State Lawmakers Pass AARP-Backed Hawai’i Saves Bill

Saving for retirement is about to get easier in Hawai`i. State lawmakers this week passed a bill that will set up a state-facilitated retirement savings program, potentially benefiting the state’s 215,000 private-sector workers who don’t have a workplace savings option like a 401(k) plan through their jobs. 
 
The bill, which now awaits the governor’s signature, will require certain companies and businesses to enroll in a state-facilitated savings program if they don’t already offer a 401(k) or similar retirement savings option. Employees will need to opt-in to start saving through the program, and the first 50,000 workers that opt-in will each receive a matching $500 contribution. 

For several years, AARP Hawai`i has pushed to get the bill over the finish line, helping residents contact their elected officials to voice support for the Work and Save program. Research shows people are 15 times more likely to save for retirement when they can do so at work. Fourteen states, including Oregon and California, have enacted similar programs. Other states, including Pennsylvania, are considering Work and Save legislation.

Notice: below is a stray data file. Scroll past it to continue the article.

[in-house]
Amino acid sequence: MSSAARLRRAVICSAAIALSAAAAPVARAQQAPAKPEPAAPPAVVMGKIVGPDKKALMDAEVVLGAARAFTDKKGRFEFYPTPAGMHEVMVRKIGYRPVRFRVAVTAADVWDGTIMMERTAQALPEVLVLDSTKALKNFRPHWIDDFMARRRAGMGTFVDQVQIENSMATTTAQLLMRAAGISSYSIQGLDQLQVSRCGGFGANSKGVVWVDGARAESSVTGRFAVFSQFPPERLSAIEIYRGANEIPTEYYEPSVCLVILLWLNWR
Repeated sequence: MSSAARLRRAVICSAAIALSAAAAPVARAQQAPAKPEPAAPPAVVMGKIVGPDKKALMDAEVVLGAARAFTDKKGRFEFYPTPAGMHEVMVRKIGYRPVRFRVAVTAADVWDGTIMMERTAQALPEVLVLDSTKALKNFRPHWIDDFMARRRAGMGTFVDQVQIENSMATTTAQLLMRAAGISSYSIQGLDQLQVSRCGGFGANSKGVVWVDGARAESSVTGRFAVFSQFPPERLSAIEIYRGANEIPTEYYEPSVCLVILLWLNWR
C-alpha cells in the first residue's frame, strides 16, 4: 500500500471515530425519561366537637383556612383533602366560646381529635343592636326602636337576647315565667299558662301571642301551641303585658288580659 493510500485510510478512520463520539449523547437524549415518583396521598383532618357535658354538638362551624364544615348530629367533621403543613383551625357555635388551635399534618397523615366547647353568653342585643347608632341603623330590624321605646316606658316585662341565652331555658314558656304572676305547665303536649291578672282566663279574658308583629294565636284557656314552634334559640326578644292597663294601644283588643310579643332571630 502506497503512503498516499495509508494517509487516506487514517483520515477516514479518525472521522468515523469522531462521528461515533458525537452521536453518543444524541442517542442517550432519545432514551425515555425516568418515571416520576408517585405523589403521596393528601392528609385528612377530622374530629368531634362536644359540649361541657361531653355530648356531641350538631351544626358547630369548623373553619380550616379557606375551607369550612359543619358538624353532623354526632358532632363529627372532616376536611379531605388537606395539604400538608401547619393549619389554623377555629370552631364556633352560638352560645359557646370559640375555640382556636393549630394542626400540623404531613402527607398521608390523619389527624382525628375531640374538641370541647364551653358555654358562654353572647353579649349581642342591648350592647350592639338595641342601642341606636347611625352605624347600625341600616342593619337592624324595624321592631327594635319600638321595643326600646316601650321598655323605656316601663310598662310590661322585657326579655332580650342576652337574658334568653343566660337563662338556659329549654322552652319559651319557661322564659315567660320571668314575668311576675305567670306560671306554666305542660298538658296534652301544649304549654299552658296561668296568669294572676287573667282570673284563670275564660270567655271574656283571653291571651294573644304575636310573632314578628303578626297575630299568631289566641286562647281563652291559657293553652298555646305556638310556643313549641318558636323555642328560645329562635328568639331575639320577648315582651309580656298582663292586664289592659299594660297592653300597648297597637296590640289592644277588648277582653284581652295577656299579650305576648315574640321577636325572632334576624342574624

Read more about states’ retirement policies at our State Retirement Resource Center.

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